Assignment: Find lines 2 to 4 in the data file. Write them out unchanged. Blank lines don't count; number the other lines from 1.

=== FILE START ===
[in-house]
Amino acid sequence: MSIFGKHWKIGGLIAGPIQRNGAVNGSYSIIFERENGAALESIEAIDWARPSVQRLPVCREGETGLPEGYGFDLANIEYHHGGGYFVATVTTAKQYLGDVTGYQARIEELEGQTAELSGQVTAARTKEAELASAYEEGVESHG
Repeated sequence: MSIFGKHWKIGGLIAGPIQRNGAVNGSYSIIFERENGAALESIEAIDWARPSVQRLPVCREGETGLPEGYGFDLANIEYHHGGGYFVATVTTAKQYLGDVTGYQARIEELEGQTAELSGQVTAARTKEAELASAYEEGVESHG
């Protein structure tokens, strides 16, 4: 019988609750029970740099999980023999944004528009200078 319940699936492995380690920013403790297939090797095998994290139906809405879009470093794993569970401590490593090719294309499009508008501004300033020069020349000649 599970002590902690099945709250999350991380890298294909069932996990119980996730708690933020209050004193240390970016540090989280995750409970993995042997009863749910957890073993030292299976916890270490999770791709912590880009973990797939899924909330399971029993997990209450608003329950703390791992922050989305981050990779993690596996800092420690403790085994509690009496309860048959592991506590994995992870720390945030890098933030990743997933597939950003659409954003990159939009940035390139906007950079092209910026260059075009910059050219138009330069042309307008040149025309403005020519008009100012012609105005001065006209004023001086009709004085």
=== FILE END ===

Amino acid sequence: MSIFGKHWKIGGLIAGPIQRNGAVNGSYSIIFERENGAALESIEAIDWARPSVQRLPVCREGETGLPEGYGFDLANIEYHHGGGYFVATVTTAKQYLGDVTGYQARIEELEGQTAELSGQVTAARTKEAELASAYEEGVESHG
Repeated sequence: MSIFGKHWKIGGLIAGPIQRNGAVNGSYSIIFERENGAALESIEAIDWARPSVQRLPVCREGETGLPEGYGFDLANIEYHHGGGYFVATVTTAKQYLGDVTGYQARIEELEGQTAELSGQVTAARTKEAELASAYEEGVESHG
């Protein structure tokens, strides 16, 4: 019988609750029970740099999980023999944004528009200078 319940699936492995380690920013403790297939090797095998994290139906809405879009470093794993569970401590490593090719294309499009508008501004300033020069020349000649 599970002590902690099945709250999350991380890298294909069932996990119980996730708690933020209050004193240390970016540090989280995750409970993995042997009863749910957890073993030292299976916890270490999770791709912590880009973990797939899924909330399971029993997990209450608003329950703390791992922050989305981050990779993690596996800092420690403790085994509690009496309860048959592991506590994995992870720390945030890098933030990743997933597939950003659409954003990159939009940035390139906007950079092209910026260059075009910059050219138009330069042309307008040149025309403005020519008009100012012609105005001065006209004023001086009709004085």